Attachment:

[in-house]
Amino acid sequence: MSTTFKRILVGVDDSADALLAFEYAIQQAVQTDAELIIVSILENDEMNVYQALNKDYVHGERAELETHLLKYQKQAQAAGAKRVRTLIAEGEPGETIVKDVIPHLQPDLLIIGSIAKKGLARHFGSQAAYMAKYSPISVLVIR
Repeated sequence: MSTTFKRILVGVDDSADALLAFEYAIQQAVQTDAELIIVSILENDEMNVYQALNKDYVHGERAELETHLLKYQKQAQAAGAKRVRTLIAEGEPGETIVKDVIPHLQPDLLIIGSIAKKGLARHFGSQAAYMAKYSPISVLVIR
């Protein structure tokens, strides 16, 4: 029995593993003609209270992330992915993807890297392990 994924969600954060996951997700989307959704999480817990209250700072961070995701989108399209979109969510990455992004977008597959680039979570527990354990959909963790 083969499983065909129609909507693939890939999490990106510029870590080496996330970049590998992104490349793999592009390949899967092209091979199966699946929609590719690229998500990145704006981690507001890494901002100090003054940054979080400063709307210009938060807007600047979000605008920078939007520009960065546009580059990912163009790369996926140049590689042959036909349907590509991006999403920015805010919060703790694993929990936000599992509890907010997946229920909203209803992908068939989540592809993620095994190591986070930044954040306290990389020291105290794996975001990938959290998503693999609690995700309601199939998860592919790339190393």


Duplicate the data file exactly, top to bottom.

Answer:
[in-house]
Amino acid sequence: MSTTFKRILVGVDDSADALLAFEYAIQQAVQTDAELIIVSILENDEMNVYQALNKDYVHGERAELETHLLKYQKQAQAAGAKRVRTLIAEGEPGETIVKDVIPHLQPDLLIIGSIAKKGLARHFGSQAAYMAKYSPISVLVIR
Repeated sequence: MSTTFKRILVGVDDSADALLAFEYAIQQAVQTDAELIIVSILENDEMNVYQALNKDYVHGERAELETHLLKYQKQAQAAGAKRVRTLIAEGEPGETIVKDVIPHLQPDLLIIGSIAKKGLARHFGSQAAYMAKYSPISVLVIR
């Protein structure tokens, strides 16, 4: 029995593993003609209270992330992915993807890297392990 994924969600954060996951997700989307959704999480817990209250700072961070995701989108399209979109969510990455992004977008597959680039979570527990354990959909963790 083969499983065909129609909507693939890939999490990106510029870590080496996330970049590998992104490349793999592009390949899967092209091979199966699946929609590719690229998500990145704006981690507001890494901002100090003054940054979080400063709307210009938060807007600047979000605008920078939007520009960065546009580059990912163009790369996926140049590689042959036909349907590509991006999403920015805010919060703790694993929990936000599992509890907010997946229920909203209803992908068939989540592809993620095994190591986070930044954040306290990389020291105290794996975001990938959290998503693999609690995700309601199939998860592919790339190393």